1/27/2010

Google Toolbar caught tracking users when ‘disabled’

Filed under: — Aviran Mordo

Google has updated its browser toolbar after the application was caught tracking urls even when specifically “disabled” by the user.

In a Monday blog post, Harvard professor and noted Google critic Ben Edelmen provided video evidence of the Google toolbar transmitting data back to the Mountain View Chocolate Factory after he chose to disable the application in the browser window he was currently using.

The Google toolbar offers two disable options: one is meant to disable the toolbar “permanently,” and the other is meant to disable the app “only for this window.”

In a statement passed to The Reg, Google has acknowledged the bug. According to the statement, the bug affects Google Toolbar versions 6.3.911.1819 through 6.4.1311.42 for Internet Explorer. An update that fixes the bug is now available here, and the company intends to automatically update users’ toolbars sometime today.

PlayStation 3 Hack Released Online

Filed under: — Aviran Mordo

On Friday, George Hotz, best known for cracking Apple’s iPhone, said he had managed to hack the PlayStation 3 after five weeks of work with ‘very simple hardware cleverly applied, and some not so simple software.’ Days later, he has now released the exploit, saying in a blog post that he wanted to see what others could do with it.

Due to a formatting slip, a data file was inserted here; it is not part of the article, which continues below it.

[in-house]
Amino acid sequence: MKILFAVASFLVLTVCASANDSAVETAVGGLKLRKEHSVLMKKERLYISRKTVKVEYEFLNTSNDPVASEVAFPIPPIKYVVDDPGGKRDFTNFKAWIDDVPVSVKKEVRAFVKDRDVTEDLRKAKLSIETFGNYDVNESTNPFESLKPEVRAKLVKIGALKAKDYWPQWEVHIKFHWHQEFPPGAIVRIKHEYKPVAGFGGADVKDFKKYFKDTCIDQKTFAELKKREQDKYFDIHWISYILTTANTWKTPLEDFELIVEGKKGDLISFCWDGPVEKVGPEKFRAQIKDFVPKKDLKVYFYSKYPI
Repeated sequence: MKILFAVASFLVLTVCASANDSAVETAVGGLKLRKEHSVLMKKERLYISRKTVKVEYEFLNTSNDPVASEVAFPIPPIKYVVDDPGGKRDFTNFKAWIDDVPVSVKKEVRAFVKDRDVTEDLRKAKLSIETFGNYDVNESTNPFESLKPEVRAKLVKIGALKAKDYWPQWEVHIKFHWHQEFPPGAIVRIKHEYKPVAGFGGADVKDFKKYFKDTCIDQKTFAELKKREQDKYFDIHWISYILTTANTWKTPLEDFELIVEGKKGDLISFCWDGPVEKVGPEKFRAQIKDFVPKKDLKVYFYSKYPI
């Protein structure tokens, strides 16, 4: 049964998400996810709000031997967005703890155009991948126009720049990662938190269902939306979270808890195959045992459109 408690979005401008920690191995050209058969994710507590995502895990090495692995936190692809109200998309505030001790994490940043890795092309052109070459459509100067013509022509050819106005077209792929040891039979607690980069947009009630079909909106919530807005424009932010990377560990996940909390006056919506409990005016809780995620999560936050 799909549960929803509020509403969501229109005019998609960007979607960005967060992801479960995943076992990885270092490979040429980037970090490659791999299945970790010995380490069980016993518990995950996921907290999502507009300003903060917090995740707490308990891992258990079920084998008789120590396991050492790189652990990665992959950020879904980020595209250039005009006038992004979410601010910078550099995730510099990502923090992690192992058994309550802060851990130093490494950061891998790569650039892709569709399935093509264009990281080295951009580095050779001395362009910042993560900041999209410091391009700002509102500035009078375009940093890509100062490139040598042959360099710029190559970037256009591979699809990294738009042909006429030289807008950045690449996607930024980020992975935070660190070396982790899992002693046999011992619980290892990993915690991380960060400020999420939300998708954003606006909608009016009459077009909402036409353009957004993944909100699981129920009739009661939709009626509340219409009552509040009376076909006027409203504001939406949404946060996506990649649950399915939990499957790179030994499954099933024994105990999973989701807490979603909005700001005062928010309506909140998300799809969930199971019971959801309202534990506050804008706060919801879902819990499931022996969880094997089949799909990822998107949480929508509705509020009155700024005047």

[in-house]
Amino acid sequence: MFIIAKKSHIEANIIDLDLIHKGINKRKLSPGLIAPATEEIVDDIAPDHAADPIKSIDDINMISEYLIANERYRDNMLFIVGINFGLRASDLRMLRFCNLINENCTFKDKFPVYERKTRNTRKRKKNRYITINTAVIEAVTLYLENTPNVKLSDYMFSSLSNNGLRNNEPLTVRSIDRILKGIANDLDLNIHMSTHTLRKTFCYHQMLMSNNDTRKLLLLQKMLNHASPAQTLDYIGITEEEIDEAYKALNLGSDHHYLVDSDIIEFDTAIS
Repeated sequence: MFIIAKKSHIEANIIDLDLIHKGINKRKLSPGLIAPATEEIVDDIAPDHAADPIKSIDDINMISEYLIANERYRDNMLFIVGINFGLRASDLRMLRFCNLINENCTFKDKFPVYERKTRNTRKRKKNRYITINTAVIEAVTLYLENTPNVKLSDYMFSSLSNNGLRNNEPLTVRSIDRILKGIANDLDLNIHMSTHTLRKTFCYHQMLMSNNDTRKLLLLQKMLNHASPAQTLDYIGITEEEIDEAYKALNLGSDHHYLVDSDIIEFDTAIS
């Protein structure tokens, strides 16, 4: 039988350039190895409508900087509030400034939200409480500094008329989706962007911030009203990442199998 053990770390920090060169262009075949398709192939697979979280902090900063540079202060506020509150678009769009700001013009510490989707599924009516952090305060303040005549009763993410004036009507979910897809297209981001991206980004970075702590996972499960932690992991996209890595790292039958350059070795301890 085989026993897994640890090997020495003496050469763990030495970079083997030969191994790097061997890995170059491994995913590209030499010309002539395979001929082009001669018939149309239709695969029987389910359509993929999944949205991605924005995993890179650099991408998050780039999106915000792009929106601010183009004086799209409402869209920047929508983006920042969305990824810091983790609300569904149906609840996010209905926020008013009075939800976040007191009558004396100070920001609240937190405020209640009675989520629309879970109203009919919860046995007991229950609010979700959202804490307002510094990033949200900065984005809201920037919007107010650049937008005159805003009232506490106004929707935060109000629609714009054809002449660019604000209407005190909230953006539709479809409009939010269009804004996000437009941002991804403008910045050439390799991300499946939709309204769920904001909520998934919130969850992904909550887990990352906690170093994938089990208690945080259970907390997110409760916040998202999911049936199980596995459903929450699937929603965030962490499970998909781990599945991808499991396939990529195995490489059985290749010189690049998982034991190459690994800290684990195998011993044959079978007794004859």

‘Hopefully, this will ignite the PS3 scene, and you will organize and figure out how to use this to do practical things, like the iPhone when jailbreaks were first released,’ he wrote. ‘I have a life to get back to and can’t keep working on this all day and night.

Source: Slashdot

Tracking Browsers Without Cookies Or IP Addresses?

Filed under: — Aviran Mordo

The EFF has launched a research project called Panopticlick, to determine whether seemingly innocuous browser configuration information (like User Agent strings, plugin versions and, fonts) may create unique fingerprints that allow web users to be tracked, even if they limit or delete cookies.

Preliminary results indicate that the User Agent string alone has 10.5 bits of entropy, which means that for a typical Internet user, only one in about 1,500 (2 ^ 10.5) others will share their User Agent string.

If you visit Panopticlick, you can get an reading of how rare or unique your browser configuration is, as well as helping EFF to collect better data about this problem and how best to defend against it.

Google releases new Google Voice for iPhone

Filed under: — Aviran Mordo

Google Inc unveiled a new version of its Internet phone service on Tuesday in its latest effort to bypass Apple Inc’s gatekeepers and make Google Voice a popular service on the iPhone.

The new version of Google Voice can only be accessed through a smartphone’s Web browser, unlike the so-called native apps that can be downloaded directly onto an iPhone.

IFPI Loses “Deep-Linking” Case Against Baidu

Filed under: — Aviran Mordo

In 2008, Baidu was sued for around $9 million by Sony BMG, Universal Music and Warner Music for providing so-called “deep-links” to copyright music tracks. A court has now ruled that providing search results does not breach copyright law, clearing China’s biggest search engine of wrong-doing.

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